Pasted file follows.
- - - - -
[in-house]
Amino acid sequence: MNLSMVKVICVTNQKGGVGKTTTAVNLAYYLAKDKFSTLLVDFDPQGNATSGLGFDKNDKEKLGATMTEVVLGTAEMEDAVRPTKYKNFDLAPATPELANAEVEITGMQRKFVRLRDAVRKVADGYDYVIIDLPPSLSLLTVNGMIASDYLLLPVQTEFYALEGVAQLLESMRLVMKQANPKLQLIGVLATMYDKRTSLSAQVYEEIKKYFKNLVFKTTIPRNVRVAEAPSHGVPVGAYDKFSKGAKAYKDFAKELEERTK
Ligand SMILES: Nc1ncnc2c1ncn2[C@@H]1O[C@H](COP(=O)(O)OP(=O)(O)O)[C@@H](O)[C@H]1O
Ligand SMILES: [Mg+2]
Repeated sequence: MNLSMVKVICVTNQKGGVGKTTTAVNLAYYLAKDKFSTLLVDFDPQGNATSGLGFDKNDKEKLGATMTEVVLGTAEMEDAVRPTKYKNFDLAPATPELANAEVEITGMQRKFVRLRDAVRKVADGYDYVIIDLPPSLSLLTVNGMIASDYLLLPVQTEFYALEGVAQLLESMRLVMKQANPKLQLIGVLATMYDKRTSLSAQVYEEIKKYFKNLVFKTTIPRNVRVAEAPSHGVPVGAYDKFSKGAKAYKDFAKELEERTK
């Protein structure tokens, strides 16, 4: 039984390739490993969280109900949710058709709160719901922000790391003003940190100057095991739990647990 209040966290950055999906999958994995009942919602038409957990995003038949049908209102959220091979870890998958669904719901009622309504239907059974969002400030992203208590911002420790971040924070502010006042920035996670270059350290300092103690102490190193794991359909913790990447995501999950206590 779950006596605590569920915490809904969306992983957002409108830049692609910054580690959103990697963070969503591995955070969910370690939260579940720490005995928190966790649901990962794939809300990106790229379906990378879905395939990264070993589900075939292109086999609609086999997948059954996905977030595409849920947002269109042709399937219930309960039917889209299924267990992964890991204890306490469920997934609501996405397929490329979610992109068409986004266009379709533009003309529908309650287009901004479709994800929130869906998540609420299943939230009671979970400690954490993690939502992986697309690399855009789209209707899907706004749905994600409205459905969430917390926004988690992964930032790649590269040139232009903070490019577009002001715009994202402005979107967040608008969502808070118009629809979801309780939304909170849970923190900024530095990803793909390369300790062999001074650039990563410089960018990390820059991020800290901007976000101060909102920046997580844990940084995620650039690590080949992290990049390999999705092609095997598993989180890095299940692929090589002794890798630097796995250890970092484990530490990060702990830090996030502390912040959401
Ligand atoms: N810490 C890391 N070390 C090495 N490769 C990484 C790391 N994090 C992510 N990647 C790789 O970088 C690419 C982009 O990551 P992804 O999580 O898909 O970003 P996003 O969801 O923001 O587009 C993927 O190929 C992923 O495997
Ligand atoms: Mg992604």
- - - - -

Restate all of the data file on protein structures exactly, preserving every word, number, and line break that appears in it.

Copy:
[in-house]
Amino acid sequence: MNLSMVKVICVTNQKGGVGKTTTAVNLAYYLAKDKFSTLLVDFDPQGNATSGLGFDKNDKEKLGATMTEVVLGTAEMEDAVRPTKYKNFDLAPATPELANAEVEITGMQRKFVRLRDAVRKVADGYDYVIIDLPPSLSLLTVNGMIASDYLLLPVQTEFYALEGVAQLLESMRLVMKQANPKLQLIGVLATMYDKRTSLSAQVYEEIKKYFKNLVFKTTIPRNVRVAEAPSHGVPVGAYDKFSKGAKAYKDFAKELEERTK
Ligand SMILES: Nc1ncnc2c1ncn2[C@@H]1O[C@H](COP(=O)(O)OP(=O)(O)O)[C@@H](O)[C@H]1O
Ligand SMILES: [Mg+2]
Repeated sequence: MNLSMVKVICVTNQKGGVGKTTTAVNLAYYLAKDKFSTLLVDFDPQGNATSGLGFDKNDKEKLGATMTEVVLGTAEMEDAVRPTKYKNFDLAPATPELANAEVEITGMQRKFVRLRDAVRKVADGYDYVIIDLPPSLSLLTVNGMIASDYLLLPVQTEFYALEGVAQLLESMRLVMKQANPKLQLIGVLATMYDKRTSLSAQVYEEIKKYFKNLVFKTTIPRNVRVAEAPSHGVPVGAYDKFSKGAKAYKDFAKELEERTK
């Protein structure tokens, strides 16, 4: 039984390739490993969280109900949710058709709160719901922000790391003003940190100057095991739990647990 209040966290950055999906999958994995009942919602038409957990995003038949049908209102959220091979870890998958669904719901009622309504239907059974969002400030992203208590911002420790971040924070502010006042920035996670270059350290300092103690102490190193794991359909913790990447995501999950206590 779950006596605590569920915490809904969306992983957002409108830049692609910054580690959103990697963070969503591995955070969910370690939260579940720490005995928190966790649901990962794939809300990106790229379906990378879905395939990264070993589900075939292109086999609609086999997948059954996905977030595409849920947002269109042709399937219930309960039917889209299924267990992964890991204890306490469920997934609501996405397929490329979610992109068409986004266009379709533009003309529908309650287009901004479709994800929130869906998540609420299943939230009671979970400690954490993690939502992986697309690399855009789209209707899907706004749905994600409205459905969430917390926004988690992964930032790649590269040139232009903070490019577009002001715009994202402005979107967040608008969502808070118009629809979801309780939304909170849970923190900024530095990803793909390369300790062999001074650039990563410089960018990390820059991020800290901007976000101060909102920046997580844990940084995620650039690590080949992290990049390999999705092609095997598993989180890095299940692929090589002794890798630097796995250890970092484990530490990060702990830090996030502390912040959401
Ligand atoms: N810490 C890391 N070390 C090495 N490769 C990484 C790391 N994090 C992510 N990647 C790789 O970088 C690419 C982009 O990551 P992804 O999580 O898909 O970003 P996003 O969801 O923001 O587009 C993927 O190929 C992923 O495997
Ligand atoms: Mg992604």